(HealthDay)—Survival rates for people with diabetes who have a kidney transplant are similar to those of people without diabetes, a new study finds.
Researchers looked at nearly 1,700 people who received new kidneys between 1996 and 2007, including about 400 with diabetes. Before 2004, kidney transplant patients with diabetes were more than twice as likely to die within five years as those without diabetes.
But after 2004, the five-year survival rate for people with diabetes was similar to that of people without diabetes, according to the study published online recently in the journal Kidney International.
The findings show that there have been major improvements in the management of kidney transplant patients with diabetes, the Mayo Clinic researchers said. Specifically, the improvements in patient care led to significant declines in heart problems and infections.
"We were really encouraged to see this gap improve so dramatically," study leader Dr. Fernando Cosio, medical director of kidney and pancreas transplantation, said in a Mayo news release.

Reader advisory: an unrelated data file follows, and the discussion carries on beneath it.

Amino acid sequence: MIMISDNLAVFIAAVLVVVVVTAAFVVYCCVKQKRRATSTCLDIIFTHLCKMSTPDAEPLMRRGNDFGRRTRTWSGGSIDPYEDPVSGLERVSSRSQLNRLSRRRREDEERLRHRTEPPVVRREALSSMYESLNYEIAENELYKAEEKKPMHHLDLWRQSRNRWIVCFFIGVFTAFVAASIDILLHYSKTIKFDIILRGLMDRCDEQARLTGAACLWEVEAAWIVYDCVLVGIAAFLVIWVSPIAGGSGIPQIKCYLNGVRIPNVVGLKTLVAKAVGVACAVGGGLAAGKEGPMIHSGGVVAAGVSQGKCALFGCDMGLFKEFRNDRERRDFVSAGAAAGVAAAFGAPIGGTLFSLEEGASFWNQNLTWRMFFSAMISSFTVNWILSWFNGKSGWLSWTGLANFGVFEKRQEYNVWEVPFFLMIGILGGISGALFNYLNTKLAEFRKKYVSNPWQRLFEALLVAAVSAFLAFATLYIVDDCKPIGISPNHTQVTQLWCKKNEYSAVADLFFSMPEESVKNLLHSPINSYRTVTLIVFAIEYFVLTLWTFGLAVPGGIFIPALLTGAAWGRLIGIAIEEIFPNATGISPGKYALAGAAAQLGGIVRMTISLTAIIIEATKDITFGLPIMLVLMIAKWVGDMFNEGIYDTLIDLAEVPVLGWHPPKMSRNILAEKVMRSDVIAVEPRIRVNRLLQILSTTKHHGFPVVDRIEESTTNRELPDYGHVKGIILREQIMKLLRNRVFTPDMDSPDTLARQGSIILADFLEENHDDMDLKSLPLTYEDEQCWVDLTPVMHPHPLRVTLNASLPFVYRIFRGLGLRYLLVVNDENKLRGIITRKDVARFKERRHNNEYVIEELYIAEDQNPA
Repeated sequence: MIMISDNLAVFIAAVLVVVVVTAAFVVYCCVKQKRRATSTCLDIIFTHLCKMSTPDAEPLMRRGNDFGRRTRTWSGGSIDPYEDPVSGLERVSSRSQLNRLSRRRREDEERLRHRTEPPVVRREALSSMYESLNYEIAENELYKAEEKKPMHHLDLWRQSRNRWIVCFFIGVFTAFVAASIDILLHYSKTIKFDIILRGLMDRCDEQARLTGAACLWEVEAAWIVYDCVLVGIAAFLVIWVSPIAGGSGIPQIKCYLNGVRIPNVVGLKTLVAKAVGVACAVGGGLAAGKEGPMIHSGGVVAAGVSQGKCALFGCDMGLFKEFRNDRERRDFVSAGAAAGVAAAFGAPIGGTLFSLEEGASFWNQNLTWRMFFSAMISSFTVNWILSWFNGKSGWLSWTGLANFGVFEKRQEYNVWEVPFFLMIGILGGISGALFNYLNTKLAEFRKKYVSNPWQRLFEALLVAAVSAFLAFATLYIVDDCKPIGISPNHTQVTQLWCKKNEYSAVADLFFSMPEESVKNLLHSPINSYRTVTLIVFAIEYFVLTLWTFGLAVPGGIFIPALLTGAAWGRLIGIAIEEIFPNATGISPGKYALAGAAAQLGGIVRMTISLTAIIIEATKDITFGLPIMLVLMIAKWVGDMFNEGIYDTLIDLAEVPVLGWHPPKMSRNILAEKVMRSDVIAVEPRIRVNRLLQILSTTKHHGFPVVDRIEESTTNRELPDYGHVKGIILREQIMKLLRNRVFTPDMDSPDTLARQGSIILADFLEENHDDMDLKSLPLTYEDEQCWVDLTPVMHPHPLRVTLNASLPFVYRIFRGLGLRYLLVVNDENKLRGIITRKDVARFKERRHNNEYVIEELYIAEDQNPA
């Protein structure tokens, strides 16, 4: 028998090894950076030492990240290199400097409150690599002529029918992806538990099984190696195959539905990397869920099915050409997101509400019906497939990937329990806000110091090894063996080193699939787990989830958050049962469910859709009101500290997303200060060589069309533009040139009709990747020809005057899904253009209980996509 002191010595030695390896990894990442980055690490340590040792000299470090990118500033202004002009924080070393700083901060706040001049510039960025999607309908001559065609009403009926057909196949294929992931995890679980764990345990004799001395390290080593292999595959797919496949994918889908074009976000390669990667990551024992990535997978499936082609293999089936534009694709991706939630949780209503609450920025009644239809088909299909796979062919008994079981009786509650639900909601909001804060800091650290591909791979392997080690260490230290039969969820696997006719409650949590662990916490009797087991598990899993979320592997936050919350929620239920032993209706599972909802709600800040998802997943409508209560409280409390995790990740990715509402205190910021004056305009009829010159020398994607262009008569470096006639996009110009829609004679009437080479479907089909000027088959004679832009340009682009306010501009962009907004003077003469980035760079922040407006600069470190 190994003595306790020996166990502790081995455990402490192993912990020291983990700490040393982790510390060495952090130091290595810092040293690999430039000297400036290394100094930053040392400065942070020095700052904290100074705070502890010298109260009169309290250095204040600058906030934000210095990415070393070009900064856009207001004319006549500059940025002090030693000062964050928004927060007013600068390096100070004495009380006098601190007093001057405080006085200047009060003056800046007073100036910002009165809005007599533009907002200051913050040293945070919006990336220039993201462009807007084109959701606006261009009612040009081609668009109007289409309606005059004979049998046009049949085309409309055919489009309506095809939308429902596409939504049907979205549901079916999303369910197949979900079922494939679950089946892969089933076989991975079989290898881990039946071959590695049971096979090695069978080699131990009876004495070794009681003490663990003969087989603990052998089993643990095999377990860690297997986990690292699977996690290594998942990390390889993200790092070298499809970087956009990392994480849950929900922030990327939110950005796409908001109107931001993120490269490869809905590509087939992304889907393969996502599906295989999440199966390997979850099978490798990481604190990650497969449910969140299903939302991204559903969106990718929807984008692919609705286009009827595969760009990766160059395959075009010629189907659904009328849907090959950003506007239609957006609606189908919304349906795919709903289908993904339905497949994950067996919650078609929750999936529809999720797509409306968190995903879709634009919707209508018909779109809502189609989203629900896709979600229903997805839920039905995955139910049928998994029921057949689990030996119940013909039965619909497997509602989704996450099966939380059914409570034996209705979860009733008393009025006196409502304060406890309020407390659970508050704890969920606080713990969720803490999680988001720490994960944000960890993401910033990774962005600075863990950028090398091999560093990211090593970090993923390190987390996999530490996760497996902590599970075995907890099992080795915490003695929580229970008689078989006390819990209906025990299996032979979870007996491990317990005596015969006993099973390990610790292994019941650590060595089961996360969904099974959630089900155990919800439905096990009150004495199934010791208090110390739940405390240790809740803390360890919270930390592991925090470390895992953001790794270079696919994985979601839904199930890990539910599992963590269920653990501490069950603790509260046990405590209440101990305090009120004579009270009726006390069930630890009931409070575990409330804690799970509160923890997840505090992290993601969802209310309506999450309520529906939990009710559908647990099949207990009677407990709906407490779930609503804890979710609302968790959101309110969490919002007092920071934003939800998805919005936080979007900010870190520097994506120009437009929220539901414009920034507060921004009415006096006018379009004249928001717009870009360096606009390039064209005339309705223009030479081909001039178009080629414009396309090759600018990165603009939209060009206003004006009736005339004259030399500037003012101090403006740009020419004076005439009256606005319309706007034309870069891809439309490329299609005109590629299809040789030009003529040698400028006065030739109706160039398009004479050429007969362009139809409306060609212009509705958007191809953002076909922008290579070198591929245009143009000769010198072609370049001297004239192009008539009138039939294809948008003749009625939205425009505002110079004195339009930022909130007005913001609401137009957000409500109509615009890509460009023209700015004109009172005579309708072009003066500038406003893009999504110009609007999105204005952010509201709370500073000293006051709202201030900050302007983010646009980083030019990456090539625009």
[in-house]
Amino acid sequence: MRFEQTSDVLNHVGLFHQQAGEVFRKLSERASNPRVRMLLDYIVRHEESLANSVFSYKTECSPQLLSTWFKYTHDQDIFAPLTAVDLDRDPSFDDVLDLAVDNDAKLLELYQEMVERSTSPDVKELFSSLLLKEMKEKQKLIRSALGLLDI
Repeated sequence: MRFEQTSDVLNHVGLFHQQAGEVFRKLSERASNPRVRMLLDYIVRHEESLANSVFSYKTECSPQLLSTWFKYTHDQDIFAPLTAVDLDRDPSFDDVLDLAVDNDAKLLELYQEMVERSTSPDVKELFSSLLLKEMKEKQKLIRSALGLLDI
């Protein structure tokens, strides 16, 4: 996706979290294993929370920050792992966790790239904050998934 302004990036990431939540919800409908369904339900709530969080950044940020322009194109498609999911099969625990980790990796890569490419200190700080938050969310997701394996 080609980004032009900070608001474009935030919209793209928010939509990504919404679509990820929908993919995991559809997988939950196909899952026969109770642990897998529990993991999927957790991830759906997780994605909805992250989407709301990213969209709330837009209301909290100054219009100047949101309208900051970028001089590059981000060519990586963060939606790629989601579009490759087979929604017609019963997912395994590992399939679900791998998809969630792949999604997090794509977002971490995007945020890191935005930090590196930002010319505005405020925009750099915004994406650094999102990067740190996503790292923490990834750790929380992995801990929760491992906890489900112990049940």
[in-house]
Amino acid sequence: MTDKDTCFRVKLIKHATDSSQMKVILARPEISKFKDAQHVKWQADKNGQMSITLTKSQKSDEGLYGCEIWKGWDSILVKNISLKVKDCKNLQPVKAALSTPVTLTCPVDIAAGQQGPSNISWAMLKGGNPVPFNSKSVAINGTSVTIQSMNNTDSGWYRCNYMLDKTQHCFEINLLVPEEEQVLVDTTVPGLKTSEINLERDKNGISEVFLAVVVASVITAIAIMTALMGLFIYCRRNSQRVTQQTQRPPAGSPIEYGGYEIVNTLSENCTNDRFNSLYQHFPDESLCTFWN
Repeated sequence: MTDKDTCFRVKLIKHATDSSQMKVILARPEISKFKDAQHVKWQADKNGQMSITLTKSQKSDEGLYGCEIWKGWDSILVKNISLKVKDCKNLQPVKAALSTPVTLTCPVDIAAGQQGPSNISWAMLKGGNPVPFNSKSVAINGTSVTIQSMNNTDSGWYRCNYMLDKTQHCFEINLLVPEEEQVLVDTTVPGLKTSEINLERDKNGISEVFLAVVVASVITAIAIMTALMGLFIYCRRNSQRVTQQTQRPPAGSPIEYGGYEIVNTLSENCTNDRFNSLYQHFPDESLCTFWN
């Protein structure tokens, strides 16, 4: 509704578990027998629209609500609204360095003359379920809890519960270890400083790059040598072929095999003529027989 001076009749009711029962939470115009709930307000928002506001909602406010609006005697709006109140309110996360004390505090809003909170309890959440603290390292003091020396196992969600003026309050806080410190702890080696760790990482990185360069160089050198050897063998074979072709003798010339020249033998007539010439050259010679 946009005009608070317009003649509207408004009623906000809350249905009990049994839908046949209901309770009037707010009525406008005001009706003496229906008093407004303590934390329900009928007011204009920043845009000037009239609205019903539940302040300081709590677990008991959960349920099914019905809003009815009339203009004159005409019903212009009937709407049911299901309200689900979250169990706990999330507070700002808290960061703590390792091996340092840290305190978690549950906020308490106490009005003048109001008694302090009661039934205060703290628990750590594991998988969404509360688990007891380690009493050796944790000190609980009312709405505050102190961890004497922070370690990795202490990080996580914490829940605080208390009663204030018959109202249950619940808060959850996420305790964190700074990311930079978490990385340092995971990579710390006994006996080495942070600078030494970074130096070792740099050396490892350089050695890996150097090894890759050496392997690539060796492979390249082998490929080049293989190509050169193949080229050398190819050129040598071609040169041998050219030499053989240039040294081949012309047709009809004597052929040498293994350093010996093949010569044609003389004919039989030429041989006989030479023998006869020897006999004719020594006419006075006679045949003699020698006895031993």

"Diabetic patients who undergo kidney transplantation can expect outcomes equally as successful as nondiabetics, provided that they are diligent in their management of blood pressure, glucose, healthy weight, and other factors that influence their kidney function and overall well-being," he added.
Explore further: Kidney disease accounts for most of the increased risk of dying early among diabetics
The National Kidney Foundation has more about kidney transplantation.